Use this URL to cite or link to this record in EThOS: http://ethos.bl.uk/OrderDetails.do?uin=uk.bl.ethos.657241
Title: Regulation of the endonuclease activity of type 1 restriction-modification systems
Author: Makovets, Svetlana
Awarding Body: University of Edinburgh
Current Institution: University of Edinburgh
Date of Award: 1999
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Abstract:
Efficient acquisition of the genes (hsdR, M and S) that specify EcoKI and EcoAI, representatives of two families of type I restriction and modification (R-M) systems, was shown to require a product of an unknown gene hsdC. The hsdC mutant is shown to have a mutation in clpX. ClpP, the components of ClpXP protease, are necessary for the efficient transmission of the hsd genes by conjugation, transformation and P1 transduction. Inactivation of clpX leads to a bigger barrier than a similar mutation in clpP consistent with a chaperone activity of ClpX in the absence of ClpP. The establishment of the modification activity of EcoKI is not dependent on clpX and takes about 12 generations to reach its maximal activity in methylating incoming phage DNA. This lag probably reflects the time necessary to complete the methylation of bacterial chromosomes. Modification, once established, has been assumed to provide adequate protection against a resident restriction system. However, unmodified targets may be generated in the DNA of an hsd+ bacterium as the result of replication errors or recombinant-dependent repair. The presence of unmodified target sequences for type I restriction-modification systems on bacterial chromosomes does not influence the survival of hsd+ bacteria due to ClpXP- dependent regulation of the endonuclease activity. HsdR, the polypeptide of the R-M complex essential for restriction but not modification, is degraded in the presence of ClpXP and therefore the bacteria show a temporary drop in restriction activity, referred to as restriction alleviation. The delayed detection of restriction activity followed by the establishment of a new specificity can be considered as a case of restriction alleviation. The data obtained support a model in which the HsdR component of a type I restriction endonuclease becomes a substrate for proteolysis after the endonuclease has bound to unmodified target sequences on the chromosome, but before completion of the pathway that would result in DNA breakage. It remains unclear how the restriction-modification systems distinguish between unmethylated host and foreign DNA. The latter is degraded while the former is protected from cleavage by ClpXP-dependent proteolysis of HsdR.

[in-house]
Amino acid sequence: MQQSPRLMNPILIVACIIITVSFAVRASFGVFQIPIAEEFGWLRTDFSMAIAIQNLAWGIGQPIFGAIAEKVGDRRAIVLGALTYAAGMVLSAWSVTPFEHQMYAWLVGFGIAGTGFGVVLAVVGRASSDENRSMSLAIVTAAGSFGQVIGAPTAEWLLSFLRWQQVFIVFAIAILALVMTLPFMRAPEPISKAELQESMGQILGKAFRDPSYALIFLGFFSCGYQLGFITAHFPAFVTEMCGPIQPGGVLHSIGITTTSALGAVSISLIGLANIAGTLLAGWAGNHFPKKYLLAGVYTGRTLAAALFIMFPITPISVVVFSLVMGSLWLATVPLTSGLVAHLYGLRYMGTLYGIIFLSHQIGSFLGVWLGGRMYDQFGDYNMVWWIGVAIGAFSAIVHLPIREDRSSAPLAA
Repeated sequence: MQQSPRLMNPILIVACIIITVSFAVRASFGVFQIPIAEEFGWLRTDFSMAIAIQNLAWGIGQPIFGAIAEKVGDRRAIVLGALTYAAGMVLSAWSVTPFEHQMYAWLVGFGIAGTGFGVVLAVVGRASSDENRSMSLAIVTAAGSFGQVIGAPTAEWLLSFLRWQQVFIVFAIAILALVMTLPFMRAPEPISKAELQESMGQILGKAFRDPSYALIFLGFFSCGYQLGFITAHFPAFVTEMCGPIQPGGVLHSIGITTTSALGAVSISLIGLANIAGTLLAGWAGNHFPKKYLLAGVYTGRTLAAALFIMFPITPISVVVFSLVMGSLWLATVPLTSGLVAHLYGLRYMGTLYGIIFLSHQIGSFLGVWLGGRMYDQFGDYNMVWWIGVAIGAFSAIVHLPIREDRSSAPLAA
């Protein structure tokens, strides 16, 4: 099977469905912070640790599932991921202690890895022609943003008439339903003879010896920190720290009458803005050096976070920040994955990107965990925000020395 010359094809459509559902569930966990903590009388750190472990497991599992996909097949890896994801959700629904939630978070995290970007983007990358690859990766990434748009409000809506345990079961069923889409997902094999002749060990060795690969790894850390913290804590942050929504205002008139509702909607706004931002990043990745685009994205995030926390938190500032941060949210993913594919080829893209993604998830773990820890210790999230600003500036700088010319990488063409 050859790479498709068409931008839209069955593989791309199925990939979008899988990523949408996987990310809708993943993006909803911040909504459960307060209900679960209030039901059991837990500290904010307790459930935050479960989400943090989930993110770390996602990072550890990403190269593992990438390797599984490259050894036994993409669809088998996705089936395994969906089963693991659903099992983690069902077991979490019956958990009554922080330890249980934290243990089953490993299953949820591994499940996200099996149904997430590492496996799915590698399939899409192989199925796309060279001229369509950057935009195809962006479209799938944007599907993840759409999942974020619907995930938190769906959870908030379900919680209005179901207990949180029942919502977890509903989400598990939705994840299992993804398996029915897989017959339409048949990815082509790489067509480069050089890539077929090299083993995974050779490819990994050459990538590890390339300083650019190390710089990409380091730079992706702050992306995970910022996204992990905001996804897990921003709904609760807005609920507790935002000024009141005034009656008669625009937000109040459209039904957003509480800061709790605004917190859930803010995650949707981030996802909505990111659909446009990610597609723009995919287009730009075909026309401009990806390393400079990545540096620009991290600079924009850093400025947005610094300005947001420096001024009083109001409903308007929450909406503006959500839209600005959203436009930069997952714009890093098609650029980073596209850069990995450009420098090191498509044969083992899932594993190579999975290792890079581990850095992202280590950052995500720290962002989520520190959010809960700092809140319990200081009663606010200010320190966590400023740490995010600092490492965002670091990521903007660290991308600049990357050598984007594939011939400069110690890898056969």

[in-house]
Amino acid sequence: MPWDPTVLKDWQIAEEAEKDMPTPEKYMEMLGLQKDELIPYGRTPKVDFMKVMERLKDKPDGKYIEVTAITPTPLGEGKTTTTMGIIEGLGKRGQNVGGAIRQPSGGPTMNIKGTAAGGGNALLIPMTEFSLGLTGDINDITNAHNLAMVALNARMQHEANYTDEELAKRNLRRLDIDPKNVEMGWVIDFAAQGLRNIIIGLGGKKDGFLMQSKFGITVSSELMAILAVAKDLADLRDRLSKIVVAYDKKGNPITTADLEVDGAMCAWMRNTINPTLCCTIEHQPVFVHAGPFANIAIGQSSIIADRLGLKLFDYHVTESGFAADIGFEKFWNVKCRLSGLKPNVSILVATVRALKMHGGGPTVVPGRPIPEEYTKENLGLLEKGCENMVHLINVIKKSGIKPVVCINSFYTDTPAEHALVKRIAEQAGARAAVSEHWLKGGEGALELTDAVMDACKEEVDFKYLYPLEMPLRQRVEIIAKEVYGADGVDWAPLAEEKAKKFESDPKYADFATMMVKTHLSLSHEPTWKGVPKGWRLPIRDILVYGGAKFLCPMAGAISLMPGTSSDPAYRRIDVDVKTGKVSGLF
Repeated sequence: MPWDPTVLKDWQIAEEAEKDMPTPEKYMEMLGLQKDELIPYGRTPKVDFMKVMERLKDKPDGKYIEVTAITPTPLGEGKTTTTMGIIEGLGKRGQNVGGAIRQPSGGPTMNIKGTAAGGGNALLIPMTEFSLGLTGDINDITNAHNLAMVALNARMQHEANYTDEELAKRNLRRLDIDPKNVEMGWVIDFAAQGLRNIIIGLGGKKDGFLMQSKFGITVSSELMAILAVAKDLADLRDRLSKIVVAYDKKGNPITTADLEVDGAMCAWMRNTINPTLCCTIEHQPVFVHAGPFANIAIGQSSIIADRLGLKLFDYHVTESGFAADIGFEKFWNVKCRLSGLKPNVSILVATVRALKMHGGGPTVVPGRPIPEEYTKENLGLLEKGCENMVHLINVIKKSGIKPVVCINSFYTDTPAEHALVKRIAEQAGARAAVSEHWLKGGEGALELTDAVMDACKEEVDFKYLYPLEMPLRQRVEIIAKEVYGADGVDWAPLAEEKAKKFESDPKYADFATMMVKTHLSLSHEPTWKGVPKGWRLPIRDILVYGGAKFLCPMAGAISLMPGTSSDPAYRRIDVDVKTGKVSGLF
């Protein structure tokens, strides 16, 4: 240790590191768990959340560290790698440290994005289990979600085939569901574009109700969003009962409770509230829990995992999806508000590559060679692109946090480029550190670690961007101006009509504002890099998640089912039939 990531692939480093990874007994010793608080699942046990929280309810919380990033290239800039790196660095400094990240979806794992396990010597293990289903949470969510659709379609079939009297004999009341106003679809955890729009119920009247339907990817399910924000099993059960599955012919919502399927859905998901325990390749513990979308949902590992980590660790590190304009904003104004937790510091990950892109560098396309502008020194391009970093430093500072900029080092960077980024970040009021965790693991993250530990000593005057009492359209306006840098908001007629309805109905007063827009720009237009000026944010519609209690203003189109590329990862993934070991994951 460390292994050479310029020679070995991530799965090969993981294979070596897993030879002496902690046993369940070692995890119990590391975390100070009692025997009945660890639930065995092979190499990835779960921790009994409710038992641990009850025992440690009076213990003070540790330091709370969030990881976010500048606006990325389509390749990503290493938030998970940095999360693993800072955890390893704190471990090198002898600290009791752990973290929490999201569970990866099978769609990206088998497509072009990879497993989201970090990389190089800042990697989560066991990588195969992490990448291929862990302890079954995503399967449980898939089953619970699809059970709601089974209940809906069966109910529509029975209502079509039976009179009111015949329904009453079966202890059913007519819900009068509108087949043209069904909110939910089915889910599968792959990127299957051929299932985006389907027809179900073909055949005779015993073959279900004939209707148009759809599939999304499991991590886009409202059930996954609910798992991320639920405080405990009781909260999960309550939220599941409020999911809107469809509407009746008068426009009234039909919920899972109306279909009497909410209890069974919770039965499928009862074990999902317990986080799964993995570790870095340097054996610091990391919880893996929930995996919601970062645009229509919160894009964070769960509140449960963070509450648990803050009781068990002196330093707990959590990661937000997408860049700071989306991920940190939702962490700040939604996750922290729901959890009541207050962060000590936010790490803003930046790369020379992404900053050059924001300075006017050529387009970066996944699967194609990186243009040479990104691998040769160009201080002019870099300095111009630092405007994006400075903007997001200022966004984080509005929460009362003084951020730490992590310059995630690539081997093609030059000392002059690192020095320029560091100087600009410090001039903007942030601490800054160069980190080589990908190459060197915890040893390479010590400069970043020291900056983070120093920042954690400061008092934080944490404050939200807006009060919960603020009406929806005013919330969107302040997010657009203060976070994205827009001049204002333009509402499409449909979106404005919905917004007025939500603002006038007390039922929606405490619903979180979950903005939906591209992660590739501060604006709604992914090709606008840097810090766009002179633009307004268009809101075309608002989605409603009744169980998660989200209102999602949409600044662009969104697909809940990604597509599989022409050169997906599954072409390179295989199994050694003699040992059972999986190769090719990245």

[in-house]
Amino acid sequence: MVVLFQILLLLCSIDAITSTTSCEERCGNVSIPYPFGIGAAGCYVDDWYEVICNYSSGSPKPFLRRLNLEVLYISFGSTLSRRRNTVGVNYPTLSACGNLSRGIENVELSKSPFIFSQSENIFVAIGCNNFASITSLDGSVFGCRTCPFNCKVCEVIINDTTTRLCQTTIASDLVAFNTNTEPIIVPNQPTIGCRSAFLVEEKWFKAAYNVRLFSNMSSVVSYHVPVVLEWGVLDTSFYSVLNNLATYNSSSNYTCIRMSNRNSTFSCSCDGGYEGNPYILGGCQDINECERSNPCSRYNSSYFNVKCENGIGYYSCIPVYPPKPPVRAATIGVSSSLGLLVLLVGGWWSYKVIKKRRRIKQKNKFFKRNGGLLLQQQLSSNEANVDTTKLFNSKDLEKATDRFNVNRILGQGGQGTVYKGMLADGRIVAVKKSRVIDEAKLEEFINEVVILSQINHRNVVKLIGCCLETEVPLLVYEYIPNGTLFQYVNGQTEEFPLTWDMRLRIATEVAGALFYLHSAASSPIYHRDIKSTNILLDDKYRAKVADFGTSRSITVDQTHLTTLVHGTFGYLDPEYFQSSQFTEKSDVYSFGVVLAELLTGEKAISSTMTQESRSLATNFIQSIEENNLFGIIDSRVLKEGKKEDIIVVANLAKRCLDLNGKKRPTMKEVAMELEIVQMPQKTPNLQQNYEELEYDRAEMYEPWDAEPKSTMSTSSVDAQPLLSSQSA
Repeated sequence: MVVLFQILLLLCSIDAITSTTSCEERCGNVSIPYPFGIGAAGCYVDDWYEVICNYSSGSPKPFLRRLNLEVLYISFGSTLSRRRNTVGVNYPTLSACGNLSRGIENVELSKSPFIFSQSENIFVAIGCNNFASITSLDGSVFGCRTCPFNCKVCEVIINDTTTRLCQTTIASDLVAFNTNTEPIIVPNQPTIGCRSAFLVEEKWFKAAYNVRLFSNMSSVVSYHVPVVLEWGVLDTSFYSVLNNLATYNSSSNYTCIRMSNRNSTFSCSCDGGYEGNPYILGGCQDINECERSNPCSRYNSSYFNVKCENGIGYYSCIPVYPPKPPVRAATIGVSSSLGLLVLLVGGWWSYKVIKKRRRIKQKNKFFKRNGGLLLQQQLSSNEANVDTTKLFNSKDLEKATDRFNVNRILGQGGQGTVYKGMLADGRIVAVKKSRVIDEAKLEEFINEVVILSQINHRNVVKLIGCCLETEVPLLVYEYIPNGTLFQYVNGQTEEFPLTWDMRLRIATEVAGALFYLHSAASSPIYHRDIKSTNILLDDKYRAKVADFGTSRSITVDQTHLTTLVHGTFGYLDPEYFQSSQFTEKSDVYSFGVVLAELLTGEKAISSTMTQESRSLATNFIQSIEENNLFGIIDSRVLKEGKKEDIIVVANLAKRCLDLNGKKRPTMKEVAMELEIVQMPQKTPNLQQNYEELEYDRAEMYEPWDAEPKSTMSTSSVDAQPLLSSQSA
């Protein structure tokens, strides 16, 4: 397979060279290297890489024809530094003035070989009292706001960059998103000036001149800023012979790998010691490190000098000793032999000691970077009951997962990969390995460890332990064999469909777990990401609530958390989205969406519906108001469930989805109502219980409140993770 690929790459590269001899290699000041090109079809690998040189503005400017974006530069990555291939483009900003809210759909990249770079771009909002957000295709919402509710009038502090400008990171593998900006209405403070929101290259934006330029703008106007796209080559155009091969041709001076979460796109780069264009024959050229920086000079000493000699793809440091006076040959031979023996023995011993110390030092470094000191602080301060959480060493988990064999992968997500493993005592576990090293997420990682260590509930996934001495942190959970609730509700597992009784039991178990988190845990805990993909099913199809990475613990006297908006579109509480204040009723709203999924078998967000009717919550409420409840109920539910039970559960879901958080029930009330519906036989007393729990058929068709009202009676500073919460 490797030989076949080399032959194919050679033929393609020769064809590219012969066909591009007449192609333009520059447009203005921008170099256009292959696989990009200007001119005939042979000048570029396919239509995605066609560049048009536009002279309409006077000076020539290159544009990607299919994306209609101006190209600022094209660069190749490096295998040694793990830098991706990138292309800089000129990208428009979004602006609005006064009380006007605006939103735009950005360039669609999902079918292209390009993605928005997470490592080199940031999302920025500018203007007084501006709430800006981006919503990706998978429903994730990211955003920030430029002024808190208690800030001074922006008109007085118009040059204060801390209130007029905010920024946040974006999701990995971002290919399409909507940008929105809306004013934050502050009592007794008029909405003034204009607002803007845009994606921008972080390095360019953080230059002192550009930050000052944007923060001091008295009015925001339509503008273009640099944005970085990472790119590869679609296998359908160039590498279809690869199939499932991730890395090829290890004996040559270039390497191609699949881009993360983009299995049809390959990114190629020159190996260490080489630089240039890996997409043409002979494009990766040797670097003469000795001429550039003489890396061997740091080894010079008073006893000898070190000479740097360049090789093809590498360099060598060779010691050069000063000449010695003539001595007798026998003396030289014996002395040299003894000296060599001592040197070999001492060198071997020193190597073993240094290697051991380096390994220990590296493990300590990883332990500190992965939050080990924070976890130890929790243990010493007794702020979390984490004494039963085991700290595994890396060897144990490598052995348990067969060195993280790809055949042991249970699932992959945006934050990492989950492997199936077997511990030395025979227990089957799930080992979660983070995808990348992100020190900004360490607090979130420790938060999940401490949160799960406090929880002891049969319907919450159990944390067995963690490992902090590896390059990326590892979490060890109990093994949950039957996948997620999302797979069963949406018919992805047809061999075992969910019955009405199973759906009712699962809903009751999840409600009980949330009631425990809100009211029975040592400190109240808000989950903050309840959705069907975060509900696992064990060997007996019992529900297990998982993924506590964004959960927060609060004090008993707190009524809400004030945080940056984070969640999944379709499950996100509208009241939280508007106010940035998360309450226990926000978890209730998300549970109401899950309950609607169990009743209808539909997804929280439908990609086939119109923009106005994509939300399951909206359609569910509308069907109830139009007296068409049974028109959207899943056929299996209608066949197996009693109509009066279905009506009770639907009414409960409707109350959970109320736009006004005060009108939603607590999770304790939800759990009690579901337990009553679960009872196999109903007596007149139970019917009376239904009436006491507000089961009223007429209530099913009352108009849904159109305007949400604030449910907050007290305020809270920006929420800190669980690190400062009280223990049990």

Supervisor: Not available Sponsor: Not available
Qualification Name: Thesis (Ph.D.) Qualification Level: Doctoral
EThOS ID: uk.bl.ethos.657241  DOI: Not available
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